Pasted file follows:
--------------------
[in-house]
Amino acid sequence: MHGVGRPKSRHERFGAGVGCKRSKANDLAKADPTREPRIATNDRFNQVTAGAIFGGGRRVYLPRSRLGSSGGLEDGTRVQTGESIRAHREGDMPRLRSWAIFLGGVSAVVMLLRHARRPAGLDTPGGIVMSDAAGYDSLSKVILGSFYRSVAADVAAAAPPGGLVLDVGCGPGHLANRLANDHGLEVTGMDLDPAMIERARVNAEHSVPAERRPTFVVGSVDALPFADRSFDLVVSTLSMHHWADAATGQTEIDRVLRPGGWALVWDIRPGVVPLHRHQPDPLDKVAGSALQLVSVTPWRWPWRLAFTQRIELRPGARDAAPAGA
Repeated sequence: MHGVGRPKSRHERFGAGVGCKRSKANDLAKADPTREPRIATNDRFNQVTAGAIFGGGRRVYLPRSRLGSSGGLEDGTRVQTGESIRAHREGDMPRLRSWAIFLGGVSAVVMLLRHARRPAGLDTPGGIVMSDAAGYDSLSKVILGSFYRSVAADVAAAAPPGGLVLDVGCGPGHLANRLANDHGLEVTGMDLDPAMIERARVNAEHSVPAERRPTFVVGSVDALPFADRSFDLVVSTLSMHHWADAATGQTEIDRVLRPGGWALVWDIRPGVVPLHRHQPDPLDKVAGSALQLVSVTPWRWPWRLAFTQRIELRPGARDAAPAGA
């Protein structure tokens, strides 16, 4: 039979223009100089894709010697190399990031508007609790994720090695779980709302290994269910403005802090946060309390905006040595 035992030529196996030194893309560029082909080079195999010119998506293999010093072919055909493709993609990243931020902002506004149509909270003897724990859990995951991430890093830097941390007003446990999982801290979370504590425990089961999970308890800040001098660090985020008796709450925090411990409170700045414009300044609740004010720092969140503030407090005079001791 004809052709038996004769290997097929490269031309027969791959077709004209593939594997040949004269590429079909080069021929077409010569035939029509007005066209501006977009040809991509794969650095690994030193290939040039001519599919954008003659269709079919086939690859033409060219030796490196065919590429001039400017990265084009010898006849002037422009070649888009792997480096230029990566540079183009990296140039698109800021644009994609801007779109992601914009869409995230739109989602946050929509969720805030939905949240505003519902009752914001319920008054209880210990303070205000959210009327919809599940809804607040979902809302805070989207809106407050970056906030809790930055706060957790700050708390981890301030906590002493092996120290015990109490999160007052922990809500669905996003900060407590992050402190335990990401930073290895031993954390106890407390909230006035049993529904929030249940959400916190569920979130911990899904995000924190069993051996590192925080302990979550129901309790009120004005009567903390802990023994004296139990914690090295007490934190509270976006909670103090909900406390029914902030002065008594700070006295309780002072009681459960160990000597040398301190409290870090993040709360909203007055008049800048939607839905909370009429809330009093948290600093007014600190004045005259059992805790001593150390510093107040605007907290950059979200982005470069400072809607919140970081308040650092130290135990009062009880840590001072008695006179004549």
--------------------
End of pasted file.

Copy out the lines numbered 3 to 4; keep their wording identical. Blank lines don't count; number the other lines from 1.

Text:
Repeated sequence: MHGVGRPKSRHERFGAGVGCKRSKANDLAKADPTREPRIATNDRFNQVTAGAIFGGGRRVYLPRSRLGSSGGLEDGTRVQTGESIRAHREGDMPRLRSWAIFLGGVSAVVMLLRHARRPAGLDTPGGIVMSDAAGYDSLSKVILGSFYRSVAADVAAAAPPGGLVLDVGCGPGHLANRLANDHGLEVTGMDLDPAMIERARVNAEHSVPAERRPTFVVGSVDALPFADRSFDLVVSTLSMHHWADAATGQTEIDRVLRPGGWALVWDIRPGVVPLHRHQPDPLDKVAGSALQLVSVTPWRWPWRLAFTQRIELRPGARDAAPAGA
């Protein structure tokens, strides 16, 4: 039979223009100089894709010697190399990031508007609790994720090695779980709302290994269910403005802090946060309390905006040595 035992030529196996030194893309560029082909080079195999010119998506293999010093072919055909493709993609990243931020902002506004149509909270003897724990859990995951991430890093830097941390007003446990999982801290979370504590425990089961999970308890800040001098660090985020008796709450925090411990409170700045414009300044609740004010720092969140503030407090005079001791 004809052709038996004769290997097929490269031309027969791959077709004209593939594997040949004269590429079909080069021929077409010569035939029509007005066209501006977009040809991509794969650095690994030193290939040039001519599919954008003659269709079919086939690859033409060219030796490196065919590429001039400017990265084009010898006849002037422009070649888009792997480096230029990566540079183009990296140039698109800021644009994609801007779109992601914009869409995230739109989602946050929509969720805030939905949240505003519902009752914001319920008054209880210990303070205000959210009327919809599940809804607040979902809302805070989207809106407050970056906030809790930055706060957790700050708390981890301030906590002493092996120290015990109490999160007052922990809500669905996003900060407590992050402190335990990401930073290895031993954390106890407390909230006035049993529904929030249940959400916190569920979130911990899904995000924190069993051996590192925080302990979550129901309790009120004005009567903390802990023994004296139990914690090295007490934190509270976006909670103090909900406390029914902030002065008594700070006295309780002072009681459960160990000597040398301190409290870090993040709360909203007055008049800048939607839905909370009429809330009093948290600093007014600190004045005259059992805790001593150390510093107040605007907290950059979200982005470069400072809607919140970081308040650092130290135990009062009880840590001072008695006179004549």